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Never Use Inline Labels This is the 7th in a series of 8 articles on mobile usability that draw on findings from our mobile e-commerce usability report. And while good looks and space efficiency are valid benefits of inline labels, these are by far outweighed by the major usability drawbacks of inline labels, the most significant of which is the loss of context.
The Problem Example of fields with and without labels. Ultimately the label is the only thing that makes one field unique from the next. At their core, form fields are all alike.
They are rectangular boxes on the screen. What distinguishes one field from the next is its label — the label is the defining context for that box. This not only makes it more difficult for users to fill out the fields, it also makes it much more difficult to correct any validation errors they run into.
During the mobile e-commerce research study we observed numerous test subjects struggle with fields that had inline labels. This echoed what we observed during our e-commerce checkout research where subjects also struggled with inline labels — only the problem proved even more severe on mobile.
During the mobile e-commerce study, inline labels caused severe flow and typing issues and on validation errors the subjects often deleted their entire input just to see the label again.
In a few instances these issues were so severe the subjects abandoned the site. Inline labels are a prime example of false simplicity. They look simple, but are in fact very tricky to use.
This is especially true when it comes to fixing validation errors; Fandango offers up a good example. Of course a better error message would have helped too, but being unable to see vital context for the field forces the user to either guess or delete their entire input just to see the label again.
Which of course were the two courses of action the subjects resorted to — quite understandably to great vexation. Exceptions It is this loss of context which makes inline labels a poor choice in most cases.
However, there are a few instances where inline labels do have merit. However, as soon as there are more fields, different types of data is needed, or the fields are used infrequently, inline labels become problematic.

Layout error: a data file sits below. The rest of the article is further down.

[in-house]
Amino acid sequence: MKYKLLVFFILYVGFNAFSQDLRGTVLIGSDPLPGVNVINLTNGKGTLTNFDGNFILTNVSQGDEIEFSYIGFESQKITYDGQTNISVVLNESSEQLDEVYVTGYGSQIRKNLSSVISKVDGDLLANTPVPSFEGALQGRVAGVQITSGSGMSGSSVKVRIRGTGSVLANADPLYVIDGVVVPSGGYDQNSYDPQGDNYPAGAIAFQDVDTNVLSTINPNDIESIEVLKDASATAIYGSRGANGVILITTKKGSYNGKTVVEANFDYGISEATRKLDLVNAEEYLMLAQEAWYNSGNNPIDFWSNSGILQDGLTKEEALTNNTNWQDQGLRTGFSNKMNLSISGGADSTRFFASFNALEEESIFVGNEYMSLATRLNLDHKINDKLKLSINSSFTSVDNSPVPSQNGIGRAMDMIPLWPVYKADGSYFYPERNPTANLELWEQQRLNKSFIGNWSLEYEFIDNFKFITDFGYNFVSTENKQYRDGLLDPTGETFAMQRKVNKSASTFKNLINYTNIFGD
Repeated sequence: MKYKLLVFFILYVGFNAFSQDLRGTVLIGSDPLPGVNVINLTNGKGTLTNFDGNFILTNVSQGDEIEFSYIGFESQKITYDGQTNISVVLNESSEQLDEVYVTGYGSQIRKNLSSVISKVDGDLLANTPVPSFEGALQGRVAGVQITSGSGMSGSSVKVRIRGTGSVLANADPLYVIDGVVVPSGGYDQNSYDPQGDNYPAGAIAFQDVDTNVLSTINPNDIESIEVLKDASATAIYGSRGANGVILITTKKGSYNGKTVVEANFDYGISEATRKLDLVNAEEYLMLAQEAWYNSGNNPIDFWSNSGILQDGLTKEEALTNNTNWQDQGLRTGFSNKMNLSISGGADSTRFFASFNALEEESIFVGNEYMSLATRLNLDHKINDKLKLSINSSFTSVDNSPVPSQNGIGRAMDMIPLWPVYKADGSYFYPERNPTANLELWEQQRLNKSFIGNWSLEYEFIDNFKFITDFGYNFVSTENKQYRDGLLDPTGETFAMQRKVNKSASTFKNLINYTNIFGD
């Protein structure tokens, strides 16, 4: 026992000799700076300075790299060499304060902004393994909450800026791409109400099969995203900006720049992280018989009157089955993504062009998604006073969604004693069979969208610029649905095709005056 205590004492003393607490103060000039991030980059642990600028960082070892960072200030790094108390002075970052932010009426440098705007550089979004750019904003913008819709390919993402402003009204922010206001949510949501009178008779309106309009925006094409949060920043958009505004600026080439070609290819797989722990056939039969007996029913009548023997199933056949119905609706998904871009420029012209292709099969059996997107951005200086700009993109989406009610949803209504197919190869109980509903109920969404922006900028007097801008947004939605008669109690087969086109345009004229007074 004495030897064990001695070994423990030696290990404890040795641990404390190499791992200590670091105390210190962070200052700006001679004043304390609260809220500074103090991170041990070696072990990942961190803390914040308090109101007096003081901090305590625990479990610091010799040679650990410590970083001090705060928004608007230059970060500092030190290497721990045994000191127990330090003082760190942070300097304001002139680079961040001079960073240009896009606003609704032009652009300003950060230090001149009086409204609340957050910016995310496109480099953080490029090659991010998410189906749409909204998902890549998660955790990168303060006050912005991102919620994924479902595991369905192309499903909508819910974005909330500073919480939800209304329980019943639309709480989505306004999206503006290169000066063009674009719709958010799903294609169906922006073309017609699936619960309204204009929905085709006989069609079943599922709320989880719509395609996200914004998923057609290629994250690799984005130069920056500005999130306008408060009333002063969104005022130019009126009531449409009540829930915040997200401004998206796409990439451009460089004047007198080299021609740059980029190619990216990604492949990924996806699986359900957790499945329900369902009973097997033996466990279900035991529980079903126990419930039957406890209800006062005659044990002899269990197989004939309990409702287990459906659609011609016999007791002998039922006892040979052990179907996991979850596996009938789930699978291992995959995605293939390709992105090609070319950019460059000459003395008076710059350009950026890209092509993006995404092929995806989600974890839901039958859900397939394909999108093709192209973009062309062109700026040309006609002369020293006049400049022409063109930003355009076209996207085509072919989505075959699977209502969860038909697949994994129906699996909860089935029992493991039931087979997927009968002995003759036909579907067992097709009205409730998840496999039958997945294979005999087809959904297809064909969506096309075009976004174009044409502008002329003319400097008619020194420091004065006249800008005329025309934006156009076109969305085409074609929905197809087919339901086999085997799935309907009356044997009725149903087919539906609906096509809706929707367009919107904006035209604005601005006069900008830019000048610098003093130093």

Conclusion In summary, the general advice is to avoid inline labels in forms. In the case of drop-down fields or regular text fields where there are input requirements that may yield validation errors upon submissionthe field should always have a separate permanently visible label regardless of the number of fields.
In longer forms of three or more fields, separate labels should always be used too, to ensure the user has the necessary context at hand when filling out the form. When separate labels are used, the inline placeholder text may be used for formatting examples or other brief descriptions that can help guide the user without being necessary to understand the field.Studies performed on e-commerce by various researchers reveal that mobile e-commerce is going to be the next “big thing” in e-commerce industry.
With smartphones being the emerging and driving force in the field of technology, the use of internet in today’s world is not limited only to desktops and laptops. Keywords: mobile commerce issues, m commerce limitations The recent years have seen an explosive growth in the mobile phone industry.
Research has shown that the number of mobile phone subscribers at the end of the year has passed billion. ashio-midori.com is an initiative of the International Consumer Protection and Enforcement Network (ICPEN).
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Run simple with the best in cloud, analytics, mobile and IT solutions. Commerce Sales Service. This story, "10 common mobile security problems to attack" was originally published by Network World To comment on this article and other PCWorld content, visit our Facebook page or our Twitter feed.
To be fair mobile commerce is only full of advantages and no disadvantages. Apps are better in every aspect compared to a website and in coming future, as the smartphones become more powerful and apps become more responsive they will surely replac.